It seems although most people think they know how to wash their hands, they really don't. See if you're one of these people and read on for a crash course in hand-washing.
When Should You Wash Your Hands?
According to the U.S. Centers for Disease Control, you should wash your hands ...
- Before, during, and after preparing food
- Before eating food
- Before and after taking care of someone who is sick
- Before and after treating a cut or wound
- After using the toilet
- After handling anything to do with urine or fecal matter (such as changing diapers, cleaning up after a pet, etc.)
- After blowing your nose, coughing, or sneezing
- After touching an animal or animal feed
- After touching waste or garbage
This list may seem like common sense, but we all know we don't always wash our hands when these events occur.
How Do You Properly Wash Your Hands?
It still astounds me how many people do this wrong. You know what I'm talking about. You're in a public restroom and you see someone "wash" their hands by simply holding their fingers under the running faucet for a few seconds. Well, that's really not going to get the job done.
You should wet your hands and work up a good, foamy lather with some soap. Make sure you gently scrub your palms, the backs of your hands, your wrists, between your fingers and underneath your nails as well. This should all take at least 30 seconds if you're doing it right. Trust me, when you do it right and rinse all the bubbles off, you even feel cleaner. This ensures you are rinsing way any microbes and bacteria that are lingering in the many crevices of your hands.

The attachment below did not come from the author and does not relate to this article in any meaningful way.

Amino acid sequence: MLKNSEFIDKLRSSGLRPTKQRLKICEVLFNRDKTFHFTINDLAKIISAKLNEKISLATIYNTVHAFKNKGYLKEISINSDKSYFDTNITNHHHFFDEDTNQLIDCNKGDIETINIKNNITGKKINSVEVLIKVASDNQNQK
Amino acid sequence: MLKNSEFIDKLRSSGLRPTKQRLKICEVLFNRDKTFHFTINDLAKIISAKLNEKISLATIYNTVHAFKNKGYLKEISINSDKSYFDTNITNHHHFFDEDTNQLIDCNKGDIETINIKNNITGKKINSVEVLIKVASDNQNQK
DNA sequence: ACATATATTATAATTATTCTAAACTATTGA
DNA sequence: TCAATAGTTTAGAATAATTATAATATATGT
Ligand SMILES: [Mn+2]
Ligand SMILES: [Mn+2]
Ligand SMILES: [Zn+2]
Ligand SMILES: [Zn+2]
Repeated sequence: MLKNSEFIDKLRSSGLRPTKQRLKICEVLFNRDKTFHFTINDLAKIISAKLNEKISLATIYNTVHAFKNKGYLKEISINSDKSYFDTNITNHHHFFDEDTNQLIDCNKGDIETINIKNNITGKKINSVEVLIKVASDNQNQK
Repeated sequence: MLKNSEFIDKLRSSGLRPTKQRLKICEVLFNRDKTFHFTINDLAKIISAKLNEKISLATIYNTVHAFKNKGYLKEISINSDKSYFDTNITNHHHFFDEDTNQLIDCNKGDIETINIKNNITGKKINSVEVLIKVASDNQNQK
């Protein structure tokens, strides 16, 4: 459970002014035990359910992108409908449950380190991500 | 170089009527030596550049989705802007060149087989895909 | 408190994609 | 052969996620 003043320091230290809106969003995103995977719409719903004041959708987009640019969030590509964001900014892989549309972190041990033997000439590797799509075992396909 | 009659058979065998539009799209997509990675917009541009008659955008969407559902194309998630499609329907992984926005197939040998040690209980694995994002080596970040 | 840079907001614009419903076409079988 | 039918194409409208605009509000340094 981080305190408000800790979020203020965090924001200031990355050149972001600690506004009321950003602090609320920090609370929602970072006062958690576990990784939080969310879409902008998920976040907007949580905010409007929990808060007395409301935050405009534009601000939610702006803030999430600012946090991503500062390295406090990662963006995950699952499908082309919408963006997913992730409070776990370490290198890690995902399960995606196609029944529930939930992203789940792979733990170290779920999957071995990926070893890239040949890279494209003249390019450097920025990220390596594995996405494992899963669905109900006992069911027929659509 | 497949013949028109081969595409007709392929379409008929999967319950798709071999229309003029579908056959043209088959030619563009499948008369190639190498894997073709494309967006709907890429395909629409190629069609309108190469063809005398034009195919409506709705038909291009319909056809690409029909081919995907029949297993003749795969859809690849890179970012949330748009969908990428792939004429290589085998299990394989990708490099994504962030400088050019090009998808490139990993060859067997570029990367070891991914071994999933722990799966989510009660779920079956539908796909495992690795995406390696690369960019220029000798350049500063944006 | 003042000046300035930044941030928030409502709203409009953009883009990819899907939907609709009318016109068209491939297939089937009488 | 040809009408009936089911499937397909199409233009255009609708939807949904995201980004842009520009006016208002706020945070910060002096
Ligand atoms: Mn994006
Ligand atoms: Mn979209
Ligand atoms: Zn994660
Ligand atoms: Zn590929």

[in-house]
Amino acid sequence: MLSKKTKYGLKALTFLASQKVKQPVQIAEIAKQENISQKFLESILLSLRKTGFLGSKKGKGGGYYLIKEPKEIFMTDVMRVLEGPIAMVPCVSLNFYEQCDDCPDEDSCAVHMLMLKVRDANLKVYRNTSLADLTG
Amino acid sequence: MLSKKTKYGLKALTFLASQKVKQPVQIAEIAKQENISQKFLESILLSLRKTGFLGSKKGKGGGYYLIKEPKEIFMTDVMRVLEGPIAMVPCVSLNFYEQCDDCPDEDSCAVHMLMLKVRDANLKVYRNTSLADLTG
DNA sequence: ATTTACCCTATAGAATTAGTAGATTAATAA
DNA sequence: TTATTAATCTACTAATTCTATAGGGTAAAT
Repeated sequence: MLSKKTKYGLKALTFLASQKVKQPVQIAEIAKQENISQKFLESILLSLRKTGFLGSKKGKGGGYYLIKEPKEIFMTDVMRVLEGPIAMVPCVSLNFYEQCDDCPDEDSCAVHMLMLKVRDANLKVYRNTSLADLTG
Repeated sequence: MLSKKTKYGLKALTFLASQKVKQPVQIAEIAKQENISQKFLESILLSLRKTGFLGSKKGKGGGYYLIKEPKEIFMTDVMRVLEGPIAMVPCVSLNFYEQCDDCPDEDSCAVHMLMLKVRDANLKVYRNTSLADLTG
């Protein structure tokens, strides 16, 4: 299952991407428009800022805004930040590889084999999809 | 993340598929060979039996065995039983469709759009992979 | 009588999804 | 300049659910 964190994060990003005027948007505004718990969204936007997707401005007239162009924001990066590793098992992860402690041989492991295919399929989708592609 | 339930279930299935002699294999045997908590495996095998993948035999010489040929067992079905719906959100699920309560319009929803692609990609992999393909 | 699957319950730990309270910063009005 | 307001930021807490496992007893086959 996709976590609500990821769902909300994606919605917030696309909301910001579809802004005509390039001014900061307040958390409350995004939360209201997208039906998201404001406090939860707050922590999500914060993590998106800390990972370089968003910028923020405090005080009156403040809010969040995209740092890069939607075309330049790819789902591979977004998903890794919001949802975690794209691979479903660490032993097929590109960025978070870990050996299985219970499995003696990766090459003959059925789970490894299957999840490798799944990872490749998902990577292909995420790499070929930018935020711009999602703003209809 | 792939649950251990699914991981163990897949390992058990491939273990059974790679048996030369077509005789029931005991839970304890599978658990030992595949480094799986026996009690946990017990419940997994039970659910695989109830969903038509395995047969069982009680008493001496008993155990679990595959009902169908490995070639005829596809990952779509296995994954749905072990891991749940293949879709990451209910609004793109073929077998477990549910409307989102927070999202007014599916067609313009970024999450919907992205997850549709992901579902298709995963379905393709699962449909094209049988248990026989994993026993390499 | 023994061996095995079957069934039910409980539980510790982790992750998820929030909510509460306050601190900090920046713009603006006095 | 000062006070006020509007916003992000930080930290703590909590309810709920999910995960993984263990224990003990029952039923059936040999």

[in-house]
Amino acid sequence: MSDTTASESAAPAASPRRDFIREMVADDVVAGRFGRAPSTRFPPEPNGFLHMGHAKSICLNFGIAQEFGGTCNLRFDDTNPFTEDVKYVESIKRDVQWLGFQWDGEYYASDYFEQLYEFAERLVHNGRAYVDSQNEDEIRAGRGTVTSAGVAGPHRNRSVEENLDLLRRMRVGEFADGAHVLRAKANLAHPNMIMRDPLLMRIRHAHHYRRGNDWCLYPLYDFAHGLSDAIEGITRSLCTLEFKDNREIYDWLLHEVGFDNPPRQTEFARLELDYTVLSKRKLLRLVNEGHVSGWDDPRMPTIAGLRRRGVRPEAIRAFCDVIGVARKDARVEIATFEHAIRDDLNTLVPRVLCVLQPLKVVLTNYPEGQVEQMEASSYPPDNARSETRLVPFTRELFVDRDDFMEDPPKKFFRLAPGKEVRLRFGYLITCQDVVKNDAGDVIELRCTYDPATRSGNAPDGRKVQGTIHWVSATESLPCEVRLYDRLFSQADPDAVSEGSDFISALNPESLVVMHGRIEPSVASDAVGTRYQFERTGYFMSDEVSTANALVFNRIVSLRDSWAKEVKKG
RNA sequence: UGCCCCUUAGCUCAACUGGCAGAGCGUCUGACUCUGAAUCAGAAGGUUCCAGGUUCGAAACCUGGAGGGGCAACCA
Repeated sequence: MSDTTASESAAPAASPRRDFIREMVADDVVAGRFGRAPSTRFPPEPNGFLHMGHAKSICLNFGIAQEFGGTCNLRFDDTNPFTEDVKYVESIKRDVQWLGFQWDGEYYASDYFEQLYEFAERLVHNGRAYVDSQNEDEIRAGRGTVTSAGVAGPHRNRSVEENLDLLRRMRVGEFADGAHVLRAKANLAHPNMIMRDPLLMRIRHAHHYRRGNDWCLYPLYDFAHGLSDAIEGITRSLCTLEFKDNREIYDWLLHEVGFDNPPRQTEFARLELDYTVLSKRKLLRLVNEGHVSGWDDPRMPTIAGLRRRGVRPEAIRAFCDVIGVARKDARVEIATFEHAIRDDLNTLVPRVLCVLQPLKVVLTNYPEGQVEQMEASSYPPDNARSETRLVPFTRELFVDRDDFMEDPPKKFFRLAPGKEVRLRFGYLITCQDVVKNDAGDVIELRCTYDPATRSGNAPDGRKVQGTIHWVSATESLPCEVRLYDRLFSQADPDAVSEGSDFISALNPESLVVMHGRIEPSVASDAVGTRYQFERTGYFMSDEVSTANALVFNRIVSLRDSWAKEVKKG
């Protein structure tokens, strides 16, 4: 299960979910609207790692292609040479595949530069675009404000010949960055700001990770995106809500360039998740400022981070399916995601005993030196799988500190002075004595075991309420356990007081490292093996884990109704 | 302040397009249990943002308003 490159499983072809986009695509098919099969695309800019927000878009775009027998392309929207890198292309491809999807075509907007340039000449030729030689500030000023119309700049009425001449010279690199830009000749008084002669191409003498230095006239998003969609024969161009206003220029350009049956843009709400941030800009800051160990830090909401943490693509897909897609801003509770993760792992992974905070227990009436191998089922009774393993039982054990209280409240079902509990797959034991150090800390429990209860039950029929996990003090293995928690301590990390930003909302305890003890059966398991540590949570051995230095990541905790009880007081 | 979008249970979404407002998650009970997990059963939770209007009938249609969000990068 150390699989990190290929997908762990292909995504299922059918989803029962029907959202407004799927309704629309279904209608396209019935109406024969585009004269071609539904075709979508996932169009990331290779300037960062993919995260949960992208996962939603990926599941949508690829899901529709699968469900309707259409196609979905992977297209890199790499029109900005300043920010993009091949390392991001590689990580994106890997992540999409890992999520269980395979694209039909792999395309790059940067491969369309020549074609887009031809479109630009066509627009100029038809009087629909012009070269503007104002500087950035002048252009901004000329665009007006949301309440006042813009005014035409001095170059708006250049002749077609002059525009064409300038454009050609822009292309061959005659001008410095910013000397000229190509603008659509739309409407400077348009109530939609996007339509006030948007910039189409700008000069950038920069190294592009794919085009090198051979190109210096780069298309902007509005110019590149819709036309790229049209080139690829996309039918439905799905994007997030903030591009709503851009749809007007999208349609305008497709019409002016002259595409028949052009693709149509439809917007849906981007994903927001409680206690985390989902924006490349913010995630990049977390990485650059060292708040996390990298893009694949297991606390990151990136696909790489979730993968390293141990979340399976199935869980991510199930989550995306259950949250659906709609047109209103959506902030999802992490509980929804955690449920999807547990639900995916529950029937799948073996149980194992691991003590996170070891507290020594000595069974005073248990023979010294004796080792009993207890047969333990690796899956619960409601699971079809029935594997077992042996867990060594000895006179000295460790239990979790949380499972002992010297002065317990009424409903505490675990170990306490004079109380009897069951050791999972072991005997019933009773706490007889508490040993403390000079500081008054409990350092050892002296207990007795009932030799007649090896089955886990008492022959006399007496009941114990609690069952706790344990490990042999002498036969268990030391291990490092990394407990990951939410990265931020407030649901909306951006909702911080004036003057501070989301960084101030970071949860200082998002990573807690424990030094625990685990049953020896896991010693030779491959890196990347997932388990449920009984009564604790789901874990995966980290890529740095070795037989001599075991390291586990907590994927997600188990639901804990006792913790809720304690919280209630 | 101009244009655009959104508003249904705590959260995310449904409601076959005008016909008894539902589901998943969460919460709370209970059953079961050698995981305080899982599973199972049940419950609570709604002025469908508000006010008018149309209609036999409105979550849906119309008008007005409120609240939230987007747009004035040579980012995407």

Also, remember to conserve water and turn off the faucet while you're lathering up!
To finish up, just make sure you dry your hands on a clean paper towel or cloth. If one isn't available, air drying is just fine.
Do You Have to Use Antibacterial Soap?
This may surprise you, but no, you don't. In fact, in many cases antibacterial soap may do more harm than good by creating super germs that are so immune to an antibacterial environment they become much stronger, thus more harmful to people.
The point of washing your hands is to rinse away germs, and the truth is, using antibacterial soap won't help get your hands any cleaner if you're already washing correctly. Moreover, many companies add all sorts of chemicals and additives in their antibacterial soap that can mess with your body when absorbed through the skin. These chemicals are also bad for the environment by not breaking down after being rinsed down the drain. This means it lingers in the environment to be consumed and absorbed by plants and animals, working its way up the food chain and being compounded into something more potent. Eventually, it could end up back in your body as something much worse.
Hence, to wash your hands, simple soap and water is really all you need to get the job done. Just remember to do it right.